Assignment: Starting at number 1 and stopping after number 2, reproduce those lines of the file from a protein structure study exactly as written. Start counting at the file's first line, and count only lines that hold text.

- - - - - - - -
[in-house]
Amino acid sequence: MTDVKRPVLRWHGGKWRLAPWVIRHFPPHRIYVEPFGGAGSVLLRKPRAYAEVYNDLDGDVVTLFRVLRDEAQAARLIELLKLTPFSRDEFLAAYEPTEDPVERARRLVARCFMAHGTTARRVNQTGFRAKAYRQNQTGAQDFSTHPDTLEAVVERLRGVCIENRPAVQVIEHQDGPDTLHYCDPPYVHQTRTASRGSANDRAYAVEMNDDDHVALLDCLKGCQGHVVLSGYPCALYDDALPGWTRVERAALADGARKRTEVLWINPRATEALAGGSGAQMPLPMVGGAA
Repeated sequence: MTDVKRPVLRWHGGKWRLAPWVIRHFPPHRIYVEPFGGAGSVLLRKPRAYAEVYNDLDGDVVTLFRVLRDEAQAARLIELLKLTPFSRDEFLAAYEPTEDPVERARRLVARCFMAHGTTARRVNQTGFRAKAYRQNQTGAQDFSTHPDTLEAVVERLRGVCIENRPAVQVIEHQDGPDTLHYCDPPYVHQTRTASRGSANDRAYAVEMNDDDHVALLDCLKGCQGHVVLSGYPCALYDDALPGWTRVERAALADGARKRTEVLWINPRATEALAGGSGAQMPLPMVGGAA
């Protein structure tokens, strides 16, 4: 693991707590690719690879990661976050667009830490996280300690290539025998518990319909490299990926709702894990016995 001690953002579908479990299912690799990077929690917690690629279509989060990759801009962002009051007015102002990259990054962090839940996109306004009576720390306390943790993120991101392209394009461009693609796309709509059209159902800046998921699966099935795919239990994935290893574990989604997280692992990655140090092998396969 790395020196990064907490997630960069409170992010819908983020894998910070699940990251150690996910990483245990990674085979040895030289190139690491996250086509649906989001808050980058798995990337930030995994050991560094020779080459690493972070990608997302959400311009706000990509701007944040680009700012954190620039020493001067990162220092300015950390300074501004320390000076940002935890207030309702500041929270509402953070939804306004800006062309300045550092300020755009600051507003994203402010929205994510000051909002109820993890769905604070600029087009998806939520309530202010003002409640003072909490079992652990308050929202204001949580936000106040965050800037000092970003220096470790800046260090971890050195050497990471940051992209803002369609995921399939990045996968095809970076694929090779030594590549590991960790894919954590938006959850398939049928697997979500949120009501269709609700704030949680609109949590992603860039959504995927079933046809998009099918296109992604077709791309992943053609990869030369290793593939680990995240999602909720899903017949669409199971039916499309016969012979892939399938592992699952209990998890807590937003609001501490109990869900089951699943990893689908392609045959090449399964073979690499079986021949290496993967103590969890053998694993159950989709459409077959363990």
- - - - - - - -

[in-house]
Amino acid sequence: MTDVKRPVLRWHGGKWRLAPWVIRHFPPHRIYVEPFGGAGSVLLRKPRAYAEVYNDLDGDVVTLFRVLRDEAQAARLIELLKLTPFSRDEFLAAYEPTEDPVERARRLVARCFMAHGTTARRVNQTGFRAKAYRQNQTGAQDFSTHPDTLEAVVERLRGVCIENRPAVQVIEHQDGPDTLHYCDPPYVHQTRTASRGSANDRAYAVEMNDDDHVALLDCLKGCQGHVVLSGYPCALYDDALPGWTRVERAALADGARKRTEVLWINPRATEALAGGSGAQMPLPMVGGAA